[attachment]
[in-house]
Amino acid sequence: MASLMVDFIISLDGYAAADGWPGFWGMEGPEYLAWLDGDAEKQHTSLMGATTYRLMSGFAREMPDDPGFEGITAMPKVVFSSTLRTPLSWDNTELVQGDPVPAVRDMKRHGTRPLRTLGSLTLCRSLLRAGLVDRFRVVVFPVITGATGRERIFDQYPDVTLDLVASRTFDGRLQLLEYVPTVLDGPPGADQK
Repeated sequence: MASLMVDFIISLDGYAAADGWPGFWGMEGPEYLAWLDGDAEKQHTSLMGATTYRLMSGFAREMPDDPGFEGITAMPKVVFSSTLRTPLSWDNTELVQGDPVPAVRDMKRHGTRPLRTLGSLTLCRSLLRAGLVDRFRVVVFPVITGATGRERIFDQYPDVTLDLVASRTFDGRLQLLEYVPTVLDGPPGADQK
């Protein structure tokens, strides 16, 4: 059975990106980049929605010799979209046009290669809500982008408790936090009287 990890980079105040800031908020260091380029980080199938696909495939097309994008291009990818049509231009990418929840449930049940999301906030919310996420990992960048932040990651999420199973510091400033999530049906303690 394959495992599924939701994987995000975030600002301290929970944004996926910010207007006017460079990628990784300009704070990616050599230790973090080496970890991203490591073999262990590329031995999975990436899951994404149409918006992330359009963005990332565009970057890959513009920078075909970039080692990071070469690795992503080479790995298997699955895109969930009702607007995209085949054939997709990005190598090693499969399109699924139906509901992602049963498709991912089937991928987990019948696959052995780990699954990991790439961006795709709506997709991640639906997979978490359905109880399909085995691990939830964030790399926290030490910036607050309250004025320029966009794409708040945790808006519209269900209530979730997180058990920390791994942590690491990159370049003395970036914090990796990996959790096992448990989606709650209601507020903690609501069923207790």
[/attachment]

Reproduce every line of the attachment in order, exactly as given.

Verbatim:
[in-house]
Amino acid sequence: MASLMVDFIISLDGYAAADGWPGFWGMEGPEYLAWLDGDAEKQHTSLMGATTYRLMSGFAREMPDDPGFEGITAMPKVVFSSTLRTPLSWDNTELVQGDPVPAVRDMKRHGTRPLRTLGSLTLCRSLLRAGLVDRFRVVVFPVITGATGRERIFDQYPDVTLDLVASRTFDGRLQLLEYVPTVLDGPPGADQK
Repeated sequence: MASLMVDFIISLDGYAAADGWPGFWGMEGPEYLAWLDGDAEKQHTSLMGATTYRLMSGFAREMPDDPGFEGITAMPKVVFSSTLRTPLSWDNTELVQGDPVPAVRDMKRHGTRPLRTLGSLTLCRSLLRAGLVDRFRVVVFPVITGATGRERIFDQYPDVTLDLVASRTFDGRLQLLEYVPTVLDGPPGADQK
């Protein structure tokens, strides 16, 4: 059975990106980049929605010799979209046009290669809500982008408790936090009287 990890980079105040800031908020260091380029980080199938696909495939097309994008291009990818049509231009990418929840449930049940999301906030919310996420990992960048932040990651999420199973510091400033999530049906303690 394959495992599924939701994987995000975030600002301290929970944004996926910010207007006017460079990628990784300009704070990616050599230790973090080496970890991203490591073999262990590329031995999975990436899951994404149409918006992330359009963005990332565009970057890959513009920078075909970039080692990071070469690795992503080479790995298997699955895109969930009702607007995209085949054939997709990005190598090693499969399109699924139906509901992602049963498709991912089937991928987990019948696959052995780990699954990991790439961006795709709506997709991640639906997979978490359905109880399909085995691990939830964030790399926290030490910036607050309250004025320029966009794409708040945790808006519209269900209530979730997180058990920390791994942590690491990159370049003395970036914090990796990996959790096992448990989606709650209601507020903690609501069923207790």